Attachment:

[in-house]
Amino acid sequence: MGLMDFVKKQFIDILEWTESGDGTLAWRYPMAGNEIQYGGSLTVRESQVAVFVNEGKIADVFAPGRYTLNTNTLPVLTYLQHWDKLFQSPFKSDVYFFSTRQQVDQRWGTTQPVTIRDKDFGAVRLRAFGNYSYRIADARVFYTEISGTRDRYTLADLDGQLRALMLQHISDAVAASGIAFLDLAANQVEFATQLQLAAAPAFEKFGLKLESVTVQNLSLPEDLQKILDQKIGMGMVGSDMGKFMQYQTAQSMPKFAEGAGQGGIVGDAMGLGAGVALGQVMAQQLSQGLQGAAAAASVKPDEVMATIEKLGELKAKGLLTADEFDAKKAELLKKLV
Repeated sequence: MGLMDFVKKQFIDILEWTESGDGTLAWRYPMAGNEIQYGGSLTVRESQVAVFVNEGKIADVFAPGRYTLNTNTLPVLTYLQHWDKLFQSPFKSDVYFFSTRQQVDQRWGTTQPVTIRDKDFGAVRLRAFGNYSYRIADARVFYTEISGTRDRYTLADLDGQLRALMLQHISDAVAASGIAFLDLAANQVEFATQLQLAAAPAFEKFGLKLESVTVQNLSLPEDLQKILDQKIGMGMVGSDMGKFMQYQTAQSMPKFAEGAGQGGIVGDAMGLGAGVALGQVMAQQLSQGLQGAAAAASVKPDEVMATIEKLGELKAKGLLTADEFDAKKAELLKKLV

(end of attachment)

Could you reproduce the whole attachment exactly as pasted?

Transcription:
[in-house]
Amino acid sequence: MGLMDFVKKQFIDILEWTESGDGTLAWRYPMAGNEIQYGGSLTVRESQVAVFVNEGKIADVFAPGRYTLNTNTLPVLTYLQHWDKLFQSPFKSDVYFFSTRQQVDQRWGTTQPVTIRDKDFGAVRLRAFGNYSYRIADARVFYTEISGTRDRYTLADLDGQLRALMLQHISDAVAASGIAFLDLAANQVEFATQLQLAAAPAFEKFGLKLESVTVQNLSLPEDLQKILDQKIGMGMVGSDMGKFMQYQTAQSMPKFAEGAGQGGIVGDAMGLGAGVALGQVMAQQLSQGLQGAAAAASVKPDEVMATIEKLGELKAKGLLTADEFDAKKAELLKKLV
Repeated sequence: MGLMDFVKKQFIDILEWTESGDGTLAWRYPMAGNEIQYGGSLTVRESQVAVFVNEGKIADVFAPGRYTLNTNTLPVLTYLQHWDKLFQSPFKSDVYFFSTRQQVDQRWGTTQPVTIRDKDFGAVRLRAFGNYSYRIADARVFYTEISGTRDRYTLADLDGQLRALMLQHISDAVAASGIAFLDLAANQVEFATQLQLAAAPAFEKFGLKLESVTVQNLSLPEDLQKILDQKIGMGMVGSDMGKFMQYQTAQSMPKFAEGAGQGGIVGDAMGLGAGVALGQVMAQQLSQGLQGAAAAASVKPDEVMATIEKLGELKAKGLLTADEFDAKKAELLKKLV